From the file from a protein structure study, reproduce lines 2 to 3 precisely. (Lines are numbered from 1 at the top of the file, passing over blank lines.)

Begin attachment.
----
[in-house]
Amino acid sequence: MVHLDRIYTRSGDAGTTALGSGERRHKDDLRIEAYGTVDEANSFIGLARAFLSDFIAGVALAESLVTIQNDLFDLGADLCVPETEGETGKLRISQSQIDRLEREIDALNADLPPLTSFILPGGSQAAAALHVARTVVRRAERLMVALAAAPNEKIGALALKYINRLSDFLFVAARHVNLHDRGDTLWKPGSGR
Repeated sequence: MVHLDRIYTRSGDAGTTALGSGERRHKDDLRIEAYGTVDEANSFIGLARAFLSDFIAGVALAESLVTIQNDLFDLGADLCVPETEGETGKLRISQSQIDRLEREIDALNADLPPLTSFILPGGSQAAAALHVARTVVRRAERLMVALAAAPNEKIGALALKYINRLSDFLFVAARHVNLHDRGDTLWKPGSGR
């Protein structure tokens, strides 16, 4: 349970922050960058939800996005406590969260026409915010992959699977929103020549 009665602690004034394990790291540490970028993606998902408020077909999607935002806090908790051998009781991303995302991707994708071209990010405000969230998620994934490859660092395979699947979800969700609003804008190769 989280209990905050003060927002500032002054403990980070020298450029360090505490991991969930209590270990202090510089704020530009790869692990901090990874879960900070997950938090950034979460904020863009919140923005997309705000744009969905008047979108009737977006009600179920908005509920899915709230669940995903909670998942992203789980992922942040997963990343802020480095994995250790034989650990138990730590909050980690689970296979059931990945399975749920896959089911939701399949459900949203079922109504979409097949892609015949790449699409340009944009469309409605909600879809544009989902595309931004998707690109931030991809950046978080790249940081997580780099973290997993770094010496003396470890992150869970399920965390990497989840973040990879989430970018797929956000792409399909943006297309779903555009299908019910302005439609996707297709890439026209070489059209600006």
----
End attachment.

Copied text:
Amino acid sequence: MVHLDRIYTRSGDAGTTALGSGERRHKDDLRIEAYGTVDEANSFIGLARAFLSDFIAGVALAESLVTIQNDLFDLGADLCVPETEGETGKLRISQSQIDRLEREIDALNADLPPLTSFILPGGSQAAAALHVARTVVRRAERLMVALAAAPNEKIGALALKYINRLSDFLFVAARHVNLHDRGDTLWKPGSGR
Repeated sequence: MVHLDRIYTRSGDAGTTALGSGERRHKDDLRIEAYGTVDEANSFIGLARAFLSDFIAGVALAESLVTIQNDLFDLGADLCVPETEGETGKLRISQSQIDRLEREIDALNADLPPLTSFILPGGSQAAAALHVARTVVRRAERLMVALAAAPNEKIGALALKYINRLSDFLFVAARHVNLHDRGDTLWKPGSGR